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Exploring Chalazion

People often make an appointment with their eye doctor in Miami because they notice a bump that has formed on their upper or lower eyelid. For people who have never had this particular condition before, the sudden appearance of the bump can be alarming. However, the bump is nothing to be too concerned about. When a small, hard bump forms on the upper or lower eyelid, it’s because the oil gland inside of the eye has been temporarily blocked and it formed into a chalazion. The bump itself is what a Miami optometrist will refer to as a chalazion, and it is usually not painful at all. The chalazion will likely go away on its own within a month or so, but if it’s blocking your vision or causing any pain, it’s crucial that you be seen by your eye doctor and get it examined just to be on the safe side.

How to Prevent a Chalazion

Those who currently have this condition or have experienced it in the past may be wondering what they can do to prevent it in the future. The reason people get chalazions varies from person to person, but eye doctors in Miami will recommend a few standard things to keep chalazions at bay.

● Keeping your hands clean at all times, especially before you wipe/rub your eyes.

Bacteria, dirt, debris, and other microscopic objects can get lodged into your eye and block the oil gland from secreting oils the way it should be. By keeping your hands clean before touching your eyes, you can minimize the risk of chalazions from this cause.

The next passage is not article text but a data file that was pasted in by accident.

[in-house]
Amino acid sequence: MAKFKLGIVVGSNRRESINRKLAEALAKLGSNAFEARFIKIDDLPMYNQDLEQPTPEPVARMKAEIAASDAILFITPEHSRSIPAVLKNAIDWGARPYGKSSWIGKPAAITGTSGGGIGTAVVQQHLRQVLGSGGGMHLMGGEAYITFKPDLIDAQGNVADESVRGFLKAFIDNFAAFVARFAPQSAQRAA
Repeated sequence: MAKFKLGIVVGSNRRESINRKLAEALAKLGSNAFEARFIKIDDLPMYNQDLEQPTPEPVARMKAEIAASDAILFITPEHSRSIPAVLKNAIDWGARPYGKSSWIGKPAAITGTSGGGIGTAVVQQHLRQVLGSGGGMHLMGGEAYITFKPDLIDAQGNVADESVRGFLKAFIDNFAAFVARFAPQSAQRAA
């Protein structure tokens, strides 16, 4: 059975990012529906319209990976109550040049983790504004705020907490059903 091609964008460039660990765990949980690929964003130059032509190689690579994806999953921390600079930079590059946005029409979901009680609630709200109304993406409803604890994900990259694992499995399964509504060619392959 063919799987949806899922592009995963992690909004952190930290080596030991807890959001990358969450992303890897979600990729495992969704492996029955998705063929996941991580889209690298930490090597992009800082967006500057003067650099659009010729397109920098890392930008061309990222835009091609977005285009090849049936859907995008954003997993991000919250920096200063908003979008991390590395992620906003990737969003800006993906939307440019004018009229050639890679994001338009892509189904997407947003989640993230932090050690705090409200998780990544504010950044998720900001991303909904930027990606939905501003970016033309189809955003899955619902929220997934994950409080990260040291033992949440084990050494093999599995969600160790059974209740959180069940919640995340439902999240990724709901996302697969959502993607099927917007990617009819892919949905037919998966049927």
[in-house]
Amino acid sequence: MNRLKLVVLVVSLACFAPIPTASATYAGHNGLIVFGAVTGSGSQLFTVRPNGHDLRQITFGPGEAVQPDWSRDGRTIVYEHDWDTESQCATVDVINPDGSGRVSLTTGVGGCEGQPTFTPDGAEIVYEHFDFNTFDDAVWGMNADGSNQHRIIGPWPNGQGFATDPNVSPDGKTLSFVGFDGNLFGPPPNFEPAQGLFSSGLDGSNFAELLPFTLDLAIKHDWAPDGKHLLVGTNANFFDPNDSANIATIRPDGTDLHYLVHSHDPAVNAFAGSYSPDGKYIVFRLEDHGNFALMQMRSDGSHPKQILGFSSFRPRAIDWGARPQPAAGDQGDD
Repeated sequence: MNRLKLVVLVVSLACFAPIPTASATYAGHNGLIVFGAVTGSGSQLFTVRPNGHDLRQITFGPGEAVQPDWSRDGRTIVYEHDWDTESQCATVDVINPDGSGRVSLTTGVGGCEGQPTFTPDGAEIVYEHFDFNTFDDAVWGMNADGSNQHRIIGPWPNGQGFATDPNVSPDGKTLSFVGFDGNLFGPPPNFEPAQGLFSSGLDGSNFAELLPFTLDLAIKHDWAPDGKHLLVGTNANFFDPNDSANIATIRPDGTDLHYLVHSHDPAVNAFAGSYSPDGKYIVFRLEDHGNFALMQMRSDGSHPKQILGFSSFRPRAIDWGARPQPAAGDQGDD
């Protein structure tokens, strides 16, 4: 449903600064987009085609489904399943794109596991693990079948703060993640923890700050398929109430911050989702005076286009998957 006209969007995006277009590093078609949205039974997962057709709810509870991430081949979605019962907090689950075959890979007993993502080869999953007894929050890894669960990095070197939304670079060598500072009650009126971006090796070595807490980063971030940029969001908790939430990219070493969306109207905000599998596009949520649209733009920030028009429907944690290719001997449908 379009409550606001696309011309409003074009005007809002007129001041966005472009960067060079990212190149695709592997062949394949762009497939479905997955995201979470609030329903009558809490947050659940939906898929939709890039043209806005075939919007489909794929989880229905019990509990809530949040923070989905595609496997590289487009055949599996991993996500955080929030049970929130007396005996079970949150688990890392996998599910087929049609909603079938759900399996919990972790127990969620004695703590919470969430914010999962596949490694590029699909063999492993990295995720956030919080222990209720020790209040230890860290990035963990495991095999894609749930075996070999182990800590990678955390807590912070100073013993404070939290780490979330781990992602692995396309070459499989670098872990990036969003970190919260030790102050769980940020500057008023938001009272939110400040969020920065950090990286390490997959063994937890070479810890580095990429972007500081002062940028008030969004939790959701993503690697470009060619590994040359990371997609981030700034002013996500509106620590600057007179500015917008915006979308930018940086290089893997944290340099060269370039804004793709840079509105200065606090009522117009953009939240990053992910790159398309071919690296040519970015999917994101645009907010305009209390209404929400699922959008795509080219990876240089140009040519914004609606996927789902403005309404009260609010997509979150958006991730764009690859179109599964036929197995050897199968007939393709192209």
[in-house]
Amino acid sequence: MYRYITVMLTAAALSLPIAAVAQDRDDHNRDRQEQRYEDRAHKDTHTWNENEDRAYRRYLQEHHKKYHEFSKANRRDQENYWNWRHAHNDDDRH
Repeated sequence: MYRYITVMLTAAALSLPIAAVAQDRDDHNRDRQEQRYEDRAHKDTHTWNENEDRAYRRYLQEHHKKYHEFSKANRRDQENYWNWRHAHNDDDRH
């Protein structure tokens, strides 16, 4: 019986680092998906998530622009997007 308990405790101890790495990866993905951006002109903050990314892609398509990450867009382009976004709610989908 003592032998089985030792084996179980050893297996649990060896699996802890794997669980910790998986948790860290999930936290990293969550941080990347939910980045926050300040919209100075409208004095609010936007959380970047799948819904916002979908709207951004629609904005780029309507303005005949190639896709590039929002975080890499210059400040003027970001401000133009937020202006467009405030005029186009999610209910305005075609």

● If you’ve had a chalazion in the past, then it means you are at a slightly higher risk of developing another one in the future. Those who have had them before need to take extra care to keep their hands clean and be conscious of what they are putting in or around their eyes.

● It’s important that you know that a stye and a chalazion are two different things. Styes are usually painful, while chalazions are not. Also, styes normally develop right on the edge of the eyelid, whereas chalazions develop on the middle portion of the eyelid.

Common Treatments for Chalazions

In most cases, a chalazion will go away without doing anything out of the ordinary. Just try not to squeeze it or touch it as this could cause it to become inflamed or could even add extra bacteria into the eye. Instead, put a warm compress to the affected eye for about ten minutes, and do this multiple times per day. Gently massaging the chalazion can also help it to drain faster. If you think that these standard treatments aren’t going to work for you, then you can speak with your eye doctor about getting antibiotics or steroids.

photo credit: Charlotte via photopin (license)